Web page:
Jaber v Elayyan, 2019 NY Slip Op 00102 [2d Dept. 2019]
Under CPLR 3211(a)(4), a court has ” broad discretion in determining whether an action should be dismissed based upon another pending action where there is a substantial identity of the parties, the two actions are sufficiently similar, and the relief sought is substantially the same. It is not necessary that the precise legal theories presented in the first action also be presented in the second action so long as the relief . . . is the same or substantially the same'” (Dec v BFM Realty, LLC, 153 AD3d 497, 497, quoting Swartz v Swartz, 145 AD3d 818, 822; see Whitney v Whitney, 57 NY2d 731, 732). Similarly, while a complete identity of parties is not a necessity for dismissal under CPLR 3211(a)(4) (see Proietto v Donohue, 189 AD2d 807, 807; Barringer v Zgoda, 91 AD2d 811, 811), there must at least be a “substantial” identity of parties, “which generally is present when at least one plaintiff and one defendant is common in each action” (Morgulas v Yudell Realty, 161 [*2]AD2d 211, 213; see Cellino & Barnes, P.C. v Law Off. of Christopher J. Cassar, P.C., 140 AD3d 1732, 1734; Cherico, Cherico & Assoc. v Midollo, 67 AD3d 622, 622; Proietto v Donohue, 189 AD2d at 807-808).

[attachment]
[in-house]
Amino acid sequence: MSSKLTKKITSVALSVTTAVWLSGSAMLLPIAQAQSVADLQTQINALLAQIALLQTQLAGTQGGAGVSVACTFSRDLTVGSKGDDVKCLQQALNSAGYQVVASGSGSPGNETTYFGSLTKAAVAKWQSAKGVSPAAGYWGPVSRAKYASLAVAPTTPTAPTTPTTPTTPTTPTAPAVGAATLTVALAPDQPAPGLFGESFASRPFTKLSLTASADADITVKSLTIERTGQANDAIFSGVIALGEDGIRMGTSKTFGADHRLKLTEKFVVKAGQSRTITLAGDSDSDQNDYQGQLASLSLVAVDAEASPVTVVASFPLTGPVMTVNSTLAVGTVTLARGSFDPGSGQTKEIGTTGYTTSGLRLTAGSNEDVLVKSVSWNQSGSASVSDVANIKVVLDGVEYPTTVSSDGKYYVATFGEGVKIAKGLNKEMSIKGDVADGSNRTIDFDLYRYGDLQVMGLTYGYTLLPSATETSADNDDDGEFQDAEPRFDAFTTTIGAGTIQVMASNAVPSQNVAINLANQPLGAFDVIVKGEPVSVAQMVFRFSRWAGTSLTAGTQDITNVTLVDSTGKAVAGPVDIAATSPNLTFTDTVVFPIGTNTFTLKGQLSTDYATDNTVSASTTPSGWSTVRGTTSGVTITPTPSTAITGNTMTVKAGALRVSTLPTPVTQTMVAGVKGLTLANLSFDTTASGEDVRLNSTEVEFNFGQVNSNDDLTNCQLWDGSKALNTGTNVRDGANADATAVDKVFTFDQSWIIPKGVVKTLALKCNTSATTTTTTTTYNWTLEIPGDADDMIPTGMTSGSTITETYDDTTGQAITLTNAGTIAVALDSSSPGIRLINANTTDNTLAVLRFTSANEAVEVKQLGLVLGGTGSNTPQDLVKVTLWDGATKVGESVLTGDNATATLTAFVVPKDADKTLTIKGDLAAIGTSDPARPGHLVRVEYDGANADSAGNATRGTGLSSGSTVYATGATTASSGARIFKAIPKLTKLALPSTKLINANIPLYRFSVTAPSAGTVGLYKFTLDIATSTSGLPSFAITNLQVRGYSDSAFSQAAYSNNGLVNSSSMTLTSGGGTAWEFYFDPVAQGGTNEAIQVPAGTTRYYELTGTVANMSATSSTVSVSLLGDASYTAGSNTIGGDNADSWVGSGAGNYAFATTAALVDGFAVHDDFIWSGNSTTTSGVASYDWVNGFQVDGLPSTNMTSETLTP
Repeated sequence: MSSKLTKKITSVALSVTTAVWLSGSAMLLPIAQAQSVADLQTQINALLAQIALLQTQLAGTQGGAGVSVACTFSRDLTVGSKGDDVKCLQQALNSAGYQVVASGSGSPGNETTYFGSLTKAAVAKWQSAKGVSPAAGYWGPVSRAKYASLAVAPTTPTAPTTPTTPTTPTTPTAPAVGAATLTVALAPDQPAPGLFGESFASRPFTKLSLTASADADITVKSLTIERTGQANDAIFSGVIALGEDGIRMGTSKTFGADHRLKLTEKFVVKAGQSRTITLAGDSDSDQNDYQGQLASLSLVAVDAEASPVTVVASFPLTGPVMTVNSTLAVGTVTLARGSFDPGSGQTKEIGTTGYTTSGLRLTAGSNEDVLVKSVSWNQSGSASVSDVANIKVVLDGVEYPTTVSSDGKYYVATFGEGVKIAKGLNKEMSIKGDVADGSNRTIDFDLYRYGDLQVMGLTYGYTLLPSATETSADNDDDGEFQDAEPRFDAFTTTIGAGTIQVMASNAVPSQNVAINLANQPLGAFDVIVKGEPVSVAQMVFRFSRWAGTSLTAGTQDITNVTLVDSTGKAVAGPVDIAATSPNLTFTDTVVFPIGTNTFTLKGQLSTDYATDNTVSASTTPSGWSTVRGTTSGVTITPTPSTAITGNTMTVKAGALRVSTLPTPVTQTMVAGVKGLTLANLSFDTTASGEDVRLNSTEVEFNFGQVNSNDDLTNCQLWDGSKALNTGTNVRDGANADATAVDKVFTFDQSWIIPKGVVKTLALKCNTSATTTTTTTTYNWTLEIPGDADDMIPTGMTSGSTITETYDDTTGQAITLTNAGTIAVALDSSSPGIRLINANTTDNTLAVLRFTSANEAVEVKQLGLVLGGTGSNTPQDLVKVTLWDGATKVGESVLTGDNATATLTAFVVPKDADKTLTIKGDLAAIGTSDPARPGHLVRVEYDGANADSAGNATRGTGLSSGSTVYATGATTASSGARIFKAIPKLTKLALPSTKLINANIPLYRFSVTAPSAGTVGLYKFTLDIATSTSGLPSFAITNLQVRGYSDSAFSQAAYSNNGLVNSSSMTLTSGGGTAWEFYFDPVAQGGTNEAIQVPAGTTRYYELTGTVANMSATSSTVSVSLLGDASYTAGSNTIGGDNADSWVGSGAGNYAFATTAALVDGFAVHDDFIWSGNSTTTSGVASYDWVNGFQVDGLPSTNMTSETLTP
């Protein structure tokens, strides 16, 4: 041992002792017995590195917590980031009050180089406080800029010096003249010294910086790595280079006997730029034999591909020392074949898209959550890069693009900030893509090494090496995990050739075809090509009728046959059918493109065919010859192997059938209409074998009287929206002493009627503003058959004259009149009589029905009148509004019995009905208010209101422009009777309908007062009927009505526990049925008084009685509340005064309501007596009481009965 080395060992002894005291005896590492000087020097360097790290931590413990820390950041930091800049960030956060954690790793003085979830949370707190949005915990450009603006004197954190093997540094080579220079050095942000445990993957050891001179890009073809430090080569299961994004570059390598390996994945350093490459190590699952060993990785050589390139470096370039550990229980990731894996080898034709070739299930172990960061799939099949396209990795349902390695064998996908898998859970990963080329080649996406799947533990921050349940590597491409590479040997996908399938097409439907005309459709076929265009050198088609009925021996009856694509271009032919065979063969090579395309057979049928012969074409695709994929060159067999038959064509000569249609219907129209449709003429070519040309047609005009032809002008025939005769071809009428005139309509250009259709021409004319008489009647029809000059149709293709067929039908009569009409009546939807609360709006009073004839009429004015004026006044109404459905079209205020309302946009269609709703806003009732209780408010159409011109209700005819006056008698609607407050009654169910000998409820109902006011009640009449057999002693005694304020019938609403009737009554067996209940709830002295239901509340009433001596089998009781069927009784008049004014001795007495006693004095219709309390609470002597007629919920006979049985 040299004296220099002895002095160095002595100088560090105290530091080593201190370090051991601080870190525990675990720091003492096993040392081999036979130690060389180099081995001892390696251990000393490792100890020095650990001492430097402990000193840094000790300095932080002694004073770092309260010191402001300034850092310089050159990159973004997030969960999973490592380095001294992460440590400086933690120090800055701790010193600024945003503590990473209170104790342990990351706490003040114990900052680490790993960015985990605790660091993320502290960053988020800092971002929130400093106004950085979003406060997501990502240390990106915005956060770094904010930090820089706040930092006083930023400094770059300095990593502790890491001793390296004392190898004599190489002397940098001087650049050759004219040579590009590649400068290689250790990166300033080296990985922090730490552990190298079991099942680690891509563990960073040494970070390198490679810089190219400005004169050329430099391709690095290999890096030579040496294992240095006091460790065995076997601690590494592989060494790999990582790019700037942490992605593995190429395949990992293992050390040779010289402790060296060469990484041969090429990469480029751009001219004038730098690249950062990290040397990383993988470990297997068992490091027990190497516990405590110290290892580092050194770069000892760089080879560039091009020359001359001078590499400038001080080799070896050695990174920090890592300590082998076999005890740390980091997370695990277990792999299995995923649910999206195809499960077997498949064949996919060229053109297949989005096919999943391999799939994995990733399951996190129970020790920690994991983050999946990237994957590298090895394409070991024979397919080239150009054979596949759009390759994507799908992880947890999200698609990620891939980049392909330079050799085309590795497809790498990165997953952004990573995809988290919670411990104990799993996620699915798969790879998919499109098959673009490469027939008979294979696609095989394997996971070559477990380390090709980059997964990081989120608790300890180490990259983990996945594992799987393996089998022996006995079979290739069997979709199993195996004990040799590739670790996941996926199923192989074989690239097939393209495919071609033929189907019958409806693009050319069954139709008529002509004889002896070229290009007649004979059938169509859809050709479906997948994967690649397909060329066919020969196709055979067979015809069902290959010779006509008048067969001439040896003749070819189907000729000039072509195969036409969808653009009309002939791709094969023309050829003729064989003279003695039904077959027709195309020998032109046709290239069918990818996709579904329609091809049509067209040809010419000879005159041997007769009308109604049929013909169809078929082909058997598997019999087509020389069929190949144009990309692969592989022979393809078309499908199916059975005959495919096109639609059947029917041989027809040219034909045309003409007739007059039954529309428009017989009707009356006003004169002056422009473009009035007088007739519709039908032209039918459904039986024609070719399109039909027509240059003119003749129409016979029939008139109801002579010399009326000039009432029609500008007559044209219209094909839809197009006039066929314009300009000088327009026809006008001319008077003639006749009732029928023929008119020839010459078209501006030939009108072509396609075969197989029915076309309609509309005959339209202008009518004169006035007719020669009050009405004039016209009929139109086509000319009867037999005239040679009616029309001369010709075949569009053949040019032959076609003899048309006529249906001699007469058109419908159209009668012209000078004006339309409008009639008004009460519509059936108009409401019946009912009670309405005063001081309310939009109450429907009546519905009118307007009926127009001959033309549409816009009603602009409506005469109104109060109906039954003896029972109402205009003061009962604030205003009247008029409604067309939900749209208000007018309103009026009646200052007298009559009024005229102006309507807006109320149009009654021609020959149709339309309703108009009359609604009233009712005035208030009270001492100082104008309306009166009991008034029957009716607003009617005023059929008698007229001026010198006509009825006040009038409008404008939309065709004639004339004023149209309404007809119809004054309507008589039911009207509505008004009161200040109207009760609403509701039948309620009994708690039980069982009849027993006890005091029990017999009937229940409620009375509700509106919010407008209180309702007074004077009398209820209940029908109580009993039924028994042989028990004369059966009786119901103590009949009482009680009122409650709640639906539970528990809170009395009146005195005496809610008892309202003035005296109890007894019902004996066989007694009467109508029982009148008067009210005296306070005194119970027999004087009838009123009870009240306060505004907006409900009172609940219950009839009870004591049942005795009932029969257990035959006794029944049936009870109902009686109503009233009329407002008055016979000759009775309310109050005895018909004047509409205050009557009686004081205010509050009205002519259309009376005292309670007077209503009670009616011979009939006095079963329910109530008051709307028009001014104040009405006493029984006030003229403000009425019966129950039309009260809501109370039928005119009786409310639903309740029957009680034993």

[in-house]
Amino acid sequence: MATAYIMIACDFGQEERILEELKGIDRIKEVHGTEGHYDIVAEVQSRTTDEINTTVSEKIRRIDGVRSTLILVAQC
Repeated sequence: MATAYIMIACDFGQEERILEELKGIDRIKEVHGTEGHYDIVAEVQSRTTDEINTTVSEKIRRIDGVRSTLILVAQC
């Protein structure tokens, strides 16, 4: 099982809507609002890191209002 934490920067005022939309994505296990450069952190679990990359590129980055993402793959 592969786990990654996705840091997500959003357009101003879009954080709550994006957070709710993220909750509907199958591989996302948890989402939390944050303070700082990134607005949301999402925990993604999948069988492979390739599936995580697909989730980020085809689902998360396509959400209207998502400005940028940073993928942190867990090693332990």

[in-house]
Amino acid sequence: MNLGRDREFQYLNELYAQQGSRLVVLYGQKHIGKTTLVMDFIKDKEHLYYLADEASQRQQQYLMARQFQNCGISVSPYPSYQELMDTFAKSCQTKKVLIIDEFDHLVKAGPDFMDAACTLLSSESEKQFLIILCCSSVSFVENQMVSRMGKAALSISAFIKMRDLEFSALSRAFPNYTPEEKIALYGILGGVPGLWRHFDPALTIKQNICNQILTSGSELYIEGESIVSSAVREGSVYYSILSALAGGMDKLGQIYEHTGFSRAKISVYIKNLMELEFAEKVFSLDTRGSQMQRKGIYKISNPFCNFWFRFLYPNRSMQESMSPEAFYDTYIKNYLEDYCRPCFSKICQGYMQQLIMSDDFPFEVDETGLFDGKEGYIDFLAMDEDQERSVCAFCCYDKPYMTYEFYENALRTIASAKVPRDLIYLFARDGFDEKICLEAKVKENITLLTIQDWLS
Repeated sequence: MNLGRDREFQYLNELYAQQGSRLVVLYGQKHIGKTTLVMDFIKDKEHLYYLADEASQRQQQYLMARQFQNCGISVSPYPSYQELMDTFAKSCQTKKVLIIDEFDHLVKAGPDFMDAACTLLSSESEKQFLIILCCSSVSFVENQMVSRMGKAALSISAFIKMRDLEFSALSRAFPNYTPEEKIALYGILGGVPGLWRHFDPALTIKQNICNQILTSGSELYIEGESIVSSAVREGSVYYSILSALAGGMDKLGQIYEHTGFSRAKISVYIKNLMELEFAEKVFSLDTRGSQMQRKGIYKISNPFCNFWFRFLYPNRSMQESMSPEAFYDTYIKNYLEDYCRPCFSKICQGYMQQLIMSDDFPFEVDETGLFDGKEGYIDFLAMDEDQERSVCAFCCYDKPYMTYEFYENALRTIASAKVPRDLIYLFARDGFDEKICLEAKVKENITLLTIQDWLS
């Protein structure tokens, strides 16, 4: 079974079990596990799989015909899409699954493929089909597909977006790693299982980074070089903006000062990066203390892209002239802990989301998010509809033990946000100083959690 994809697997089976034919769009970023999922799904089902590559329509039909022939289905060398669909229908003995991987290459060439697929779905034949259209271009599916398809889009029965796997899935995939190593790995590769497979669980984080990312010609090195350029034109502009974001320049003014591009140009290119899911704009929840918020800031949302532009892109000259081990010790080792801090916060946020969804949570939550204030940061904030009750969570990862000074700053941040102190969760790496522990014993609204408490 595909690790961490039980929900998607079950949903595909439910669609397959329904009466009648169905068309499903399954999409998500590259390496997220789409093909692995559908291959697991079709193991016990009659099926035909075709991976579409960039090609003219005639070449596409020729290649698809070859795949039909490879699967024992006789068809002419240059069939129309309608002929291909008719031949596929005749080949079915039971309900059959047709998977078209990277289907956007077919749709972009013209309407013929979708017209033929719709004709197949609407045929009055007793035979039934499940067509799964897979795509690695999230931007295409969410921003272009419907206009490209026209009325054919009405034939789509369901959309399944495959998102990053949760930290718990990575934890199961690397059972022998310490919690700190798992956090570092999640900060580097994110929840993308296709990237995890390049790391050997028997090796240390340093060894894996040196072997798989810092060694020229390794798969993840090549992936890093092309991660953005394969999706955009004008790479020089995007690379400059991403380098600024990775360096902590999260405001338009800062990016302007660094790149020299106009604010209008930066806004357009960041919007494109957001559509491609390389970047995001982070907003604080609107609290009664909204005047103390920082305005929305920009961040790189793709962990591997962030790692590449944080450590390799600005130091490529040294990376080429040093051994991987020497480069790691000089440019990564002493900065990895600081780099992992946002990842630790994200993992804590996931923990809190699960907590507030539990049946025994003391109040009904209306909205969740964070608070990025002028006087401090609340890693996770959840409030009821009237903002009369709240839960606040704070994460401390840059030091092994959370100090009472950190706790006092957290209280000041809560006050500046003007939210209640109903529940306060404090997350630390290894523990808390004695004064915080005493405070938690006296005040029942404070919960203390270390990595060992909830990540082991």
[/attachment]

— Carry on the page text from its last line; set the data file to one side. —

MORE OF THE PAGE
Here, there is no common plaintiff in the New York County and Richmond County actions, as the former action was commenced by the plaintiff’s brother and others, while the instant action was commenced by the plaintiff. Moreover, the subject matter of the two actions, although related, is not sufficiently similar to warrant the dismissal of the complaint in this action insofar as asserted against the defendant. The relief sought in each action is different, and the resolution of the former action would not necessarily resolve the instant plaintiff’s claim of equitable ownership of the property (see generally Sprecher v Thibodeau, 148 AD3d 654, 656; Parker v Rich, 140 AD2d 177, 178; Corporate Inv. Co. v Mount Vernon Metal Prods. Co., Inc., 206 App Div 273, 276). Since there is no sufficiently substantial identity of parties and subject matter in the two actions, the Supreme Court providently exercised its discretion in denying that branch of the defendant’s motion which was pursuant to CPLR 3211(a)(4) to dismiss the complaint insofar as asserted against him.